Wednesday's headline-making announcement from Italian scientists about a possible lake underneath the Martian south pole adds to a growing list of other worlds we believe have liquid water. But it also adds to a deepening mystery about what it all means – especially to us on this lonely Blue Planet teeming with life and strife.
About 70 percent of Earth’s surface is covered by water, most of it in oceans. The rest is found in rivers, lakes, frozen in glaciers, and inside the bodies of every known plant, animal, and micro-creature on the planet.
Life, it appears, is not possible without H2O – and for good reason. Among its many unique properties, water is an extraordinary solvent that greases the wheels of life’s biological machinery.
It’s exciting, therefore, whenever we discover evidence for liquid water “out there” somewhere. For instance, beneath the surfaces of Jupiter’s moon Europa or Saturn’s moon Enceladus, whose phenomenal geysers shoot more than 100 miles into the air. Some research suggests even lowly Pluto – demoted in 2006 to the status of a dwarf planet – harbors subterranean pockets of water, kept fluid by tidal forces from its five nearby moons.
Above all, there’s our storied neighbor Mars. It has polar caps – both north and south – made of regular and dry ice (i.e., frozen carbon dioxide). It also has surface features that look a lot like dry river beds, suggesting the elixir of life once flowed abundantly and freely there.
And now this latest headline: bright reflections detected by the European Space Agency’s Mars Express, a ground-penetrating-radar-equipped spacecraft that’s been orbiting the Red Planet since 2003. The Italian scientists interpret the signals to mean there’s a twelve-mile-wide lake of salty water several feet deep sloshing around one mile beneath the Martian surface.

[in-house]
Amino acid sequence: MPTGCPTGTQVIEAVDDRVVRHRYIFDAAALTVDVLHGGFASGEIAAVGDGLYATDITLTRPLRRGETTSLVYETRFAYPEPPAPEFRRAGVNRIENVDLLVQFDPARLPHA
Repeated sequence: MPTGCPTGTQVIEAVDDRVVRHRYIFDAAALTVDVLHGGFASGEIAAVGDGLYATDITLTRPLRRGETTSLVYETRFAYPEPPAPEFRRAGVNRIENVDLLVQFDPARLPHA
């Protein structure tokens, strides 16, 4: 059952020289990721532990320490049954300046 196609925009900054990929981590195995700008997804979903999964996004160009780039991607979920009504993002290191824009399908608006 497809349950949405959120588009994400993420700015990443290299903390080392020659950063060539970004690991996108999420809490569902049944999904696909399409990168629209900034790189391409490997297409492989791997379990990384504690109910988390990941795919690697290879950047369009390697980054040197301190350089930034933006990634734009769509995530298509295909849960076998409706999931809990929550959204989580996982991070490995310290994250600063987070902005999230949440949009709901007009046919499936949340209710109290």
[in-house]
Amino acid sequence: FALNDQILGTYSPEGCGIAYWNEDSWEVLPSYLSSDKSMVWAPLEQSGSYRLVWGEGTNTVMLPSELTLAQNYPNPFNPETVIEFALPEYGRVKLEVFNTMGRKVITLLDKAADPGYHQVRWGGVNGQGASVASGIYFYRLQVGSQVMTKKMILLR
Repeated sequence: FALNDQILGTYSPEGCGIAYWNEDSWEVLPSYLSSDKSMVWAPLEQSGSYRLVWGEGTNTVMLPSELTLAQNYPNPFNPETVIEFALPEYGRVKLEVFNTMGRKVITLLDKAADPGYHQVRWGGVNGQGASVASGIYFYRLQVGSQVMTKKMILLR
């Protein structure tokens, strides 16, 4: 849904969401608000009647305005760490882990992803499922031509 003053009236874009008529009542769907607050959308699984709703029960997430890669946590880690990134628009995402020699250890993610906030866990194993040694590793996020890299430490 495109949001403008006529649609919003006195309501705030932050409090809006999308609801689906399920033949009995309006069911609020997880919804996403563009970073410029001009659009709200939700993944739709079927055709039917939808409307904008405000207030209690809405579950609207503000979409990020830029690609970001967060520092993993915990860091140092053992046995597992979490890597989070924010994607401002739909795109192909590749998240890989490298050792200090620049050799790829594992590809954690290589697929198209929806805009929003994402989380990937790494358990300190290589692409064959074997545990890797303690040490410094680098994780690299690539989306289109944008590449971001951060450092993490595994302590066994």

Surely, this now raises the possibility that, at the very least, Little Green Microorganisms dwell there. After all, exotic, insanely hardy, methane-eating bacteria live in sub-glacial lakes in our own Antarctic.
Ah, if only it were that simple.
For starters, the inferred lake beneath the Martian south pole might be nothing more than an aquiver of sludge. Both brine and sludge produce bright radar signatures.
It’s also possible the reputed lake is just an optical illusion. NASA’s Mars Reconnaissance Orbiter, which is also equipped with ground-penetrating radar, has been circling Mars since 2006 and sees no reflections implying the existence of a subterranean lake.
Even if the announcement is substantiated by future missions – and I personally hope it is – water is not a smoking gun. Where there’s water, there’s not necessarily life.
Still, every alleged discovery of water on other worlds represents an invaluable experiment that tests the veracity of biology’s current notions about how life came about on Earth. If we keep racking up evidence for water out there, but no life, it will deal a serious blow to the belief in abiogenesis – that life arose from scratch in a primordial soup of ordinary, inorganic chemicals. That would be a big headline.
If, however, we do find life inhabiting far-flung, water-borne venues, it will strengthen the abiogenesis thesis. That, too, would be a huge headline.
It’d also be a very sobering one. Why? Because, if water and life do prove to be abundant throughout the cosmos, then we’ll be forced to ask: “Where, then, is everyone??”
It’s a question I addressed in a recent opinion piece and that leads to many disquieting possibilities. One of them is this: simple water-borne organisms that develop into complex, intelligent life forms inevitably self-destruct.
The late writer and futurist Sir Arthur C. Clark had that possibility in mind when he stated, “It has yet to be proven that intelligence has any survival value.”
With every passing year in our search for extraterrestrial water and life, we are getting closer to finding, if not outright proof, then a resolution to Clark’s assertion.
Is intelligence ultimately a blessing or a curse? Surely, the answer will make for the biggest headline of all.